Cloud’s own country
by Rajnish Wattas

Under a Cloud
by Binoo K. John. Penguin. Rs 250. Pages 162.

Monsoon cataract in Laitkynsew
Monsoon cataract in Laitkynsew

Every school child knows that Cherrapunji is the wettest place on earth. But in childhood, this is just a fact to be mugged up for exams; the real significance of this drama of nature soaks you only when you are old enough to appreciate the beauty of monsoon.

It is natural for travel writers, explorers and footloose wanders to want to visit this place, savour the experience; and then come home to recount their rain-drenched tales. Binoo K. John does that to shed some light on the clouded mysteries of Cherra (short for Cherrapunji) which gets as much rain in three months as the rest of the country gets in a whole year. He also takes, a "quick and curious walk down the lanes of Cherra’s chequered history — a story of nineteenth-century evangelists and proselytization, the beginnings of education, the fierce earthquake of 1897, and battles against the colonizers," as the blurb promises.

The book begins with the author boarding the train at Delhi for Guwahati on to Shillong — the capital of Meghalaya — and culminates in a bumpy ride in a rickety Sumo to Cherra, his base for further explorations in and around the place. Besides romancing the rains, there are plenty of details to absorb, such as meeting the local weatherman or rather the ‘rain man’ who diligently maintains daily records for the meteorology department, whose operations are archaic. But the central experience is of singing in the rain. "At night the music of the rain is likely to make you dream of floating in the clouds. If you have left the windows open the clouds come inside too, reassuring you of their friendliness, smothering you with a wet embrace`85You are right in the middle of the early morning rain, heavier and may be noisier than the rain that started at midnight and ushered you into the arms of sweet sleep."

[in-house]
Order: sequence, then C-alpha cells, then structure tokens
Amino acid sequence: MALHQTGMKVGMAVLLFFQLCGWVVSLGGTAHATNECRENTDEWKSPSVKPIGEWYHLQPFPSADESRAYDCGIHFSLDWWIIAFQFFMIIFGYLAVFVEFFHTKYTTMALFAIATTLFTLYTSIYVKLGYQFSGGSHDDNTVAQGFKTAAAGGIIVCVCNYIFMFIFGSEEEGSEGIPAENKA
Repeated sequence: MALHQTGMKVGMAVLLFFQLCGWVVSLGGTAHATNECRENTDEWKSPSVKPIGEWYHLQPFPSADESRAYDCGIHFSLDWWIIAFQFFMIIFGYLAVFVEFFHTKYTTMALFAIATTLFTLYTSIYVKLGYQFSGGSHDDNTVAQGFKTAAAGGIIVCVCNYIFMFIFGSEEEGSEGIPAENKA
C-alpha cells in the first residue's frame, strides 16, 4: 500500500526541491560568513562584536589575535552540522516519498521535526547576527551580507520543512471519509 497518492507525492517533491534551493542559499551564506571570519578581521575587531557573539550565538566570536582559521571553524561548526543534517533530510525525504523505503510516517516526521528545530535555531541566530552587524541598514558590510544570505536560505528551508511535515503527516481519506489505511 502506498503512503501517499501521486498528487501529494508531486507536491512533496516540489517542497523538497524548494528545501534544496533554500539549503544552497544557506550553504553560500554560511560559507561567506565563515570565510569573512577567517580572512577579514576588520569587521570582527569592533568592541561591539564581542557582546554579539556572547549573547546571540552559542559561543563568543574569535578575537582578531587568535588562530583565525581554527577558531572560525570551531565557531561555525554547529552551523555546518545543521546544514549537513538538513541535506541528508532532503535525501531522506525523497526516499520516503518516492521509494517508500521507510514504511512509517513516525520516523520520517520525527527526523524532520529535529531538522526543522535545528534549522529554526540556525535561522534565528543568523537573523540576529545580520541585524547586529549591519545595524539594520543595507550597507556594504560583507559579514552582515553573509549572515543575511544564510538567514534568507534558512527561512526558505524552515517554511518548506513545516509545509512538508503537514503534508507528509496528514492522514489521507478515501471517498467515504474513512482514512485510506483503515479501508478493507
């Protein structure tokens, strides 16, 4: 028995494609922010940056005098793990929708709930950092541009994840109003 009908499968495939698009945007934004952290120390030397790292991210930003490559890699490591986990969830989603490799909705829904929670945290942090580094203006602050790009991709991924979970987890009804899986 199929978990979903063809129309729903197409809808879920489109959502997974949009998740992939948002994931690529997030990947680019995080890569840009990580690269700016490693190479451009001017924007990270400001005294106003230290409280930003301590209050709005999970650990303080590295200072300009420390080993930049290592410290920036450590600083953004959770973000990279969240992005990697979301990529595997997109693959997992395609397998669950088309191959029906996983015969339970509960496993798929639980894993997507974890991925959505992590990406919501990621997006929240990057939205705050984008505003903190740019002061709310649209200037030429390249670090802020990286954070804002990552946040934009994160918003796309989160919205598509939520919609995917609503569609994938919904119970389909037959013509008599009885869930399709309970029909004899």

A Khasi matriach
A Khasi matriach

A lesser-known fact is that it is not really Cherra that gets the heaviest annual rainfall, but a nearby village called Mawsynram, where the monsoon lasts a bit longer. But certainly the crown for receiving the heaviest daily rainfall goes to Cherra. The amount of rain that deluges the place in a single day can be gauged by the fact that when it rained for two days in August 2002 in Delhi, the city received 79 millimetres of rain and came to a standstill, whereas in Cherra, it had rained 593.2 millimetres.

The are plenty of quaint character sketches of locals and foot soldiers of the meteorology department manning this remote outpost, braving hardships for a paltry salary. These include Pintoo the ‘rain man’ of Mawsynram who is paid only Rs 120 a month for measuring the rainfall and recording it in a register.

Unfortunately, at times, because of these details the author digresses from the main story, which is that of the monsoons and its special relationship with Cherra. It is only towards the end that the reader is informed about the various scientific factors and heavenly whims that make the place God’s chosen spot for a downpour from above. One also wishes that a few illustrations – in addition to the amateurish pictures given in the book – had been added to help the reader understand better the phenomenon of monsoons in general and of rains in Cherra in particular. Such an approach has worked wonderfully in The Great Arc by John Kaye on the mapping of India. Also comparisons with the earlier classic on the monsoons by Alexander Frater, Chasing the Monsoons, and the stylistic touch of the great travel writers like Paul Theroux and Pico Iyer are inevitable.

Notwithstanding these limitations, with the scorching heat of the summer beating down in the northern plains, there can’t be a more cooling experience than getting Under a Cloud. The journey, "into the heart of the ‘drip-drip chorus’ of incessant rain in Cherrapunji and the nearby village of Mawsynram" will play haunting music in your heart.